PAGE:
Leaders have always had plenty to worry about, and each era’s leaders tend to feel that “today’s pressing questions” are more pressing than those of times past. Still, there’s good reason to feel compassion for today’s leaders: their 21st-century worries include skills, talent, diversity, artificial intelligence, trade, class, climate, trust—in addition to the enduring stressors of product strength, market share and profit.

These challenge-opportunity items are far from academic, because they involve the organization’s humans—each person a striving-worrying multiplier of scale and complexity.

How can a leader know she’s giving those humans what they need to thrive, for the organization and for themselves? Every single day, she can do or say something that helps them:

  • believe in the organization’s mission and strategy
  • feel that they belong to a community of people helping one another soar
  • know that they matter to the team’s success

This believe/belong/matter framework can focus and energize any employee engagement model, leadership philosophy or organizational health mission. When a leader is constantly asking “How can I help our employees believe, belong and matter?” the answers deliver all kinds of guidance about decisions, actions and messages. 

The answers don’t have to be pleasant ones. Life and work are full of difficult decisions with tough actions that aren’t comfortable. The believe/belong/matter framework isn’t about happy talk or false paradises. It’s about recognizing that organizational strength and business momentum depend on employees who understand and commit to the company’s goals, trust their leaders and colleagues, and know how their contribution makes a difference.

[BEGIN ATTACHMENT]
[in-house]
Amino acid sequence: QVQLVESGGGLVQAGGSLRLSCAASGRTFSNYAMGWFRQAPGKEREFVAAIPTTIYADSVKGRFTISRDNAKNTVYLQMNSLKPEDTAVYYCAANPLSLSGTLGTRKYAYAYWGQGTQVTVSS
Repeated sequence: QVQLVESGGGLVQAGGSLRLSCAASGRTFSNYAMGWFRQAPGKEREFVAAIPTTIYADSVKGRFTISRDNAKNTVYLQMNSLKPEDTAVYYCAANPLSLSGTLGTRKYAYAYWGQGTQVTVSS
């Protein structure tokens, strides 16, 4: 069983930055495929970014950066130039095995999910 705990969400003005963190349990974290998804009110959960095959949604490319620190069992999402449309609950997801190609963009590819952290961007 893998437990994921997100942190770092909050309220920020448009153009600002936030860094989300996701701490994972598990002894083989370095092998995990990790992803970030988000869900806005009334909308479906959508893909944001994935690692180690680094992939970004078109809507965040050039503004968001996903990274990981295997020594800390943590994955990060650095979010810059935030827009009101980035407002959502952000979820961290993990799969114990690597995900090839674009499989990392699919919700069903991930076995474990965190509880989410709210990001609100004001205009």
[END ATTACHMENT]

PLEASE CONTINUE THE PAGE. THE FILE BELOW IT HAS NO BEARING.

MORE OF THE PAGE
It’s less about mission statements than the missions themselves.

For example, if the organization is about to enter a new market segment to pursue more growth, create a new product line, or purchase another company, the leaders should ask themselves:

  • Will this move be easy or hard to understand in terms of our goals?
  • Are we asking employees to do new things, or simply to direct their current skills in new directions?
  • Will this step make employees instinctively prouder of the company, or less proud?
  • After the transition, will the organization be different?
  • Is the company making this move from strength, or to protect against a current weakness?
  • Are leaders and managers prepared to help every single employee understand how her role will help the new approach succeed?

Each answer will affect how employees—the organization’s humans—will believe in the organization’s purpose, feel they belong to a mutually supportive community, and matter to the successful outcome.

It’s important to recognize that “belief” isn’t only about business strategy, “belong” isn’t just about trust and familiarity, and “matter” isn’t just about job role. To believe in a company I also have to feel it treats employees fairly. To feel I belong here, I have to believe in the company’s strategy. To matter, I have to trust my manager as she guides and recognizes my work.

Know also that the believe/belong/matter framework isn’t a “messaging house.” Just as declaring that you’re a “trustworthy” person doesn’t inspire confidence, in my experience talking with employees explicitly about “believe, belong and matter” isn’t the best approach, (It can be done but it requires really careful navigation not to come off as preachy.) The “believe, belong, matter” framework works best as a set of prompting questions to inform strategy, policy, action and messaging.

These will always be tough questions. Doing the hard work of asking and answering them will help leaders lead, help managers guide, and help employees thrive.

This post is adapted from the book “Aiming Higher: Helping Employees Believe, Belong & Matter in Your Organization.”